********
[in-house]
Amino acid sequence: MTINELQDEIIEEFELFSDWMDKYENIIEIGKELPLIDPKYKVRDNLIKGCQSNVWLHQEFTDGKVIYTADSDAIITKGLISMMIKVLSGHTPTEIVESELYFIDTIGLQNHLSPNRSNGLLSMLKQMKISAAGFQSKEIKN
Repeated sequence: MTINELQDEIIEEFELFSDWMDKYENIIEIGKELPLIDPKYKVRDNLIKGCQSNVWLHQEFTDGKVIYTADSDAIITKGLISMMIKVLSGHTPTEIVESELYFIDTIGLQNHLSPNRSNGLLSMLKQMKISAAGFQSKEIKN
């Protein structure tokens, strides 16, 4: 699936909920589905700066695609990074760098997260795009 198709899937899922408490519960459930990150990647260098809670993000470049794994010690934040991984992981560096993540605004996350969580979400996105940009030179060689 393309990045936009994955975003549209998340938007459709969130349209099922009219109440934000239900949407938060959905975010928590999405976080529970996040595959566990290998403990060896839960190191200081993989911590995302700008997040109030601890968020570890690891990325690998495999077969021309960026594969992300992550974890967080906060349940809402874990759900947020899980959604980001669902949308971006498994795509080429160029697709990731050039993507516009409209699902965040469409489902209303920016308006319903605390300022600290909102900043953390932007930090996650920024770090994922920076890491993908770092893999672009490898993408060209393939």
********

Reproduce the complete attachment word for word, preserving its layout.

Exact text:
[in-house]
Amino acid sequence: MTINELQDEIIEEFELFSDWMDKYENIIEIGKELPLIDPKYKVRDNLIKGCQSNVWLHQEFTDGKVIYTADSDAIITKGLISMMIKVLSGHTPTEIVESELYFIDTIGLQNHLSPNRSNGLLSMLKQMKISAAGFQSKEIKN
Repeated sequence: MTINELQDEIIEEFELFSDWMDKYENIIEIGKELPLIDPKYKVRDNLIKGCQSNVWLHQEFTDGKVIYTADSDAIITKGLISMMIKVLSGHTPTEIVESELYFIDTIGLQNHLSPNRSNGLLSMLKQMKISAAGFQSKEIKN
């Protein structure tokens, strides 16, 4: 699936909920589905700066695609990074760098997260795009 198709899937899922408490519960459930990150990647260098809670993000470049794994010690934040991984992981560096993540605004996350969580979400996105940009030179060689 393309990045936009994955975003549209998340938007459709969130349209099922009219109440934000239900949407938060959905975010928590999405976080529970996040595959566990290998403990060896839960190191200081993989911590995302700008997040109030601890968020570890690891990325690998495999077969021309960026594969992300992550974890967080906060349940809402874990759900947020899980959604980001669902949308971006498994795509080429160029697709990731050039993507516009409209699902965040469409489902209303920016308006319903605390300022600290909102900043953390932007930090996650920024770090994922920076890491993908770092893999672009490898993408060209393939």